denly with sciatic rheumatism, and was
confined to my bed. It grew worse and
rapidly assumed the form 01 innamma
tory rhematism. I suffered constant and
acute pains and all the tortures which
. . ' ... . 1.1.. f
mat norrioie aisease is cupuuie 01 muiui-
ing. At lengtn uuaer ine conuuii vara
of a loyal physician I was enabled to re
turn to my wort, but oniy ar intervals.
Severe attacks would appear regularly
in mv back and descend into my leg and
foot, and threatened to make me a per
manent cripple. I tried various remedies
for rheumatism, but without any benefi
cial results. I grew pale, weak and hag
gard, and my family and friends grew
alarmed at my condition.
"About eight weeks ago my moiner in-(1iw-d
mn to trv Dr. Williams' Pink Pills
for Pale People, and you kuow the result.
Before I bud used one Dox 1 ieis greauy
relieved and much stronger. I continued
thir nsH and imDroved rapidly. I have
now taken eight boxes and feel like a
new man and completely curea, an 01
which is due to the efficacy of Pink Pills.
They are invigorating and thoroughly
wholesome, and have helped me in every
In reply to inquiries Mr. Henry, the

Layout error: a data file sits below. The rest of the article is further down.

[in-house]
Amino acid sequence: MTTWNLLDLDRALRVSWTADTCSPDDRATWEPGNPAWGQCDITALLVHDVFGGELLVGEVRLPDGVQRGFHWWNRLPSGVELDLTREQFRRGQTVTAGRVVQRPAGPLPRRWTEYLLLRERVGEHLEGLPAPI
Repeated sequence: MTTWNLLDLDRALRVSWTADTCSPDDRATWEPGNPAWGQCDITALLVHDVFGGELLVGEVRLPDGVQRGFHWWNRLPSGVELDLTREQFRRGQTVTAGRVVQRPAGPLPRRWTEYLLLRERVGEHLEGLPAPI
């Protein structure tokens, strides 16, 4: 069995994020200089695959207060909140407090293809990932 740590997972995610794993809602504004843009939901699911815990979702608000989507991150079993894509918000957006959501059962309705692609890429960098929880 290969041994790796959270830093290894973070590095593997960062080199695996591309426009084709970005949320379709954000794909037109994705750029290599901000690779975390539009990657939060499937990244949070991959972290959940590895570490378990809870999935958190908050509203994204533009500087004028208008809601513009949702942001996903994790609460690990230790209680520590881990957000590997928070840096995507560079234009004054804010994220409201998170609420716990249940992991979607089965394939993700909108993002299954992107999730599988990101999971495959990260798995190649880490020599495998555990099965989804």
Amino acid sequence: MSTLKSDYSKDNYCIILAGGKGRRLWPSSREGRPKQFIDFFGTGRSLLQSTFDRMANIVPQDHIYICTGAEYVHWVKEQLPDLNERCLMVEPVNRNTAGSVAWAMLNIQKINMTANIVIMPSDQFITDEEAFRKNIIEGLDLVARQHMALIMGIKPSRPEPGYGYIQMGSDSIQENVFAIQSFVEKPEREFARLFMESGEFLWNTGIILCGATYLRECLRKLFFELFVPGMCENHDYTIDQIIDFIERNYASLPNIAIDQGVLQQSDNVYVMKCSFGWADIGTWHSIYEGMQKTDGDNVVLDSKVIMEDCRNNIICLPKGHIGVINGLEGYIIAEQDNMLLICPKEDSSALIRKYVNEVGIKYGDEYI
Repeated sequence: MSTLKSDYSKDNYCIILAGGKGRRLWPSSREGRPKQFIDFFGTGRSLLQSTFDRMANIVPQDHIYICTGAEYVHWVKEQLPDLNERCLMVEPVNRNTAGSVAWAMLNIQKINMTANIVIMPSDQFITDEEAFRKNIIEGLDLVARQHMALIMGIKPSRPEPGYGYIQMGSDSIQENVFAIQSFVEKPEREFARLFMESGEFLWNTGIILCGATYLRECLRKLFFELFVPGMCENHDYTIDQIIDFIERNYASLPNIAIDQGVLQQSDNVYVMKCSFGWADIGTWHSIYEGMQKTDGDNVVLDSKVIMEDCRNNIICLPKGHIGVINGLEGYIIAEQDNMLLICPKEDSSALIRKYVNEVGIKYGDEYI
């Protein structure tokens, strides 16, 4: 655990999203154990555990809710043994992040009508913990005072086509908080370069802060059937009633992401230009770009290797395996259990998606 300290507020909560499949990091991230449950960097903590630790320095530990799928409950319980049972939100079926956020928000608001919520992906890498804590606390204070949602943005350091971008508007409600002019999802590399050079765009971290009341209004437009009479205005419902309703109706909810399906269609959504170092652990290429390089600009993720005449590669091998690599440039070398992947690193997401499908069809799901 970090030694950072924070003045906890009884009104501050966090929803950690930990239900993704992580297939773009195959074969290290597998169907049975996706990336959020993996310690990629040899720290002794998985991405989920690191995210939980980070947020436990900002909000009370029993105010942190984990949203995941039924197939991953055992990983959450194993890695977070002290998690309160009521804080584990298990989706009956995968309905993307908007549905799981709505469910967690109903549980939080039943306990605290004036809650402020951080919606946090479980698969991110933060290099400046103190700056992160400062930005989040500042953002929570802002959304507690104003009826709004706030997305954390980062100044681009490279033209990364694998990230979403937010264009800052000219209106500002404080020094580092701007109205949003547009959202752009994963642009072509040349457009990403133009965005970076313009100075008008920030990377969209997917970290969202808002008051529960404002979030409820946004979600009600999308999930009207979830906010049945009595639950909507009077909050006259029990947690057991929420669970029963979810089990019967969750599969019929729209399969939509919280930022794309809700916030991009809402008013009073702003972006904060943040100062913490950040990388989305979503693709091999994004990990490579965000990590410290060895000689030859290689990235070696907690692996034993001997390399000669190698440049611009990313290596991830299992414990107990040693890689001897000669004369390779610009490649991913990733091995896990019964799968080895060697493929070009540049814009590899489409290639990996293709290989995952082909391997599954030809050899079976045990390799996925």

riniffiriHt. stated that Dr. Willinms rink
Pills were having a large sale, that it was
particularly gratifying to him to know
tlmt th customers theniHelves wer'j
hiirhlv cleaned with the benefits they had
derived from their use; that many of
them stated that the pills were the only
milium that had done them any good ;
that they not only gave quick relief but
permanent benefit. That the pills do sell
nnd that the nills ao cure is a certainly
Dr. Williams' Pink Pills contain, in a
densed form, all the elements neces
nary to give new life and richness to the
blood and restore shattered nerves. 1 ney
are also a specific for troubles peculiar to
females, such as suppressions, irreguiari
ties and all forms of weakness. In meu
they effect a radical cure in all cases aris
ing from mental worry, overwork or ex-
... t- i Ti: 1 1
cesHes of whatever nature. tins 1 ins
are sold in boxeH only at 50 cents a box
or six boxes for $2.50, and may be had
of all druggists, or direct by mail from
Dr. Williams' Medicine Co., Schenectady,
Rio Grande Western Railway.
Great Salt Lake Route.
Mercur, Utah's New El Dorado. Won
derful Development of the Camp
Floyd Mining District.
The Camp Floyd Mining District of Utah, dis
tant but 4'J miles tjom Salt Lake City, is now